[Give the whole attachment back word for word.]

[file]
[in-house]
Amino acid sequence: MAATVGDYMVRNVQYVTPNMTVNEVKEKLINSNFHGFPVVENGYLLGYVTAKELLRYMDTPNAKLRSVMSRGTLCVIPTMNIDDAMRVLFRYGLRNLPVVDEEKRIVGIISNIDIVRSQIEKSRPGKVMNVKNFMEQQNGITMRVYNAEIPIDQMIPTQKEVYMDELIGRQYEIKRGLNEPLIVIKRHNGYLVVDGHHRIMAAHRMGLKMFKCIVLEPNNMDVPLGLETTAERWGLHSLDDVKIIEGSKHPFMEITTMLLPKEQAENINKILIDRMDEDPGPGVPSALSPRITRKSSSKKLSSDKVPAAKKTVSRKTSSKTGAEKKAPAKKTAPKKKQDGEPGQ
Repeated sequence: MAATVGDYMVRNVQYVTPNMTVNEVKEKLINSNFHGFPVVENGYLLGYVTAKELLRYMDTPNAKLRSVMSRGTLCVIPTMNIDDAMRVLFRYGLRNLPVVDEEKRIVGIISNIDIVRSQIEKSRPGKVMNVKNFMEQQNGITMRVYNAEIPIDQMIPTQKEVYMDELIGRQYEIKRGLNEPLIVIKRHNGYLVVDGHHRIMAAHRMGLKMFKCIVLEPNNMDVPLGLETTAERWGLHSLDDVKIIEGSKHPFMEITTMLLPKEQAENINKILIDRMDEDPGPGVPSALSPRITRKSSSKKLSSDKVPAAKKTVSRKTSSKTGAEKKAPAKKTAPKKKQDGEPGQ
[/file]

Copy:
[in-house]
Amino acid sequence: MAATVGDYMVRNVQYVTPNMTVNEVKEKLINSNFHGFPVVENGYLLGYVTAKELLRYMDTPNAKLRSVMSRGTLCVIPTMNIDDAMRVLFRYGLRNLPVVDEEKRIVGIISNIDIVRSQIEKSRPGKVMNVKNFMEQQNGITMRVYNAEIPIDQMIPTQKEVYMDELIGRQYEIKRGLNEPLIVIKRHNGYLVVDGHHRIMAAHRMGLKMFKCIVLEPNNMDVPLGLETTAERWGLHSLDDVKIIEGSKHPFMEITTMLLPKEQAENINKILIDRMDEDPGPGVPSALSPRITRKSSSKKLSSDKVPAAKKTVSRKTSSKTGAEKKAPAKKTAPKKKQDGEPGQ
Repeated sequence: MAATVGDYMVRNVQYVTPNMTVNEVKEKLINSNFHGFPVVENGYLLGYVTAKELLRYMDTPNAKLRSVMSRGTLCVIPTMNIDDAMRVLFRYGLRNLPVVDEEKRIVGIISNIDIVRSQIEKSRPGKVMNVKNFMEQQNGITMRVYNAEIPIDQMIPTQKEVYMDELIGRQYEIKRGLNEPLIVIKRHNGYLVVDGHHRIMAAHRMGLKMFKCIVLEPNNMDVPLGLETTAERWGLHSLDDVKIIEGSKHPFMEITTMLLPKEQAENINKILIDRMDEDPGPGVPSALSPRITRKSSSKKLSSDKVPAAKKTVSRKTSSKTGAEKKAPAKKTAPKKKQDGEPGQ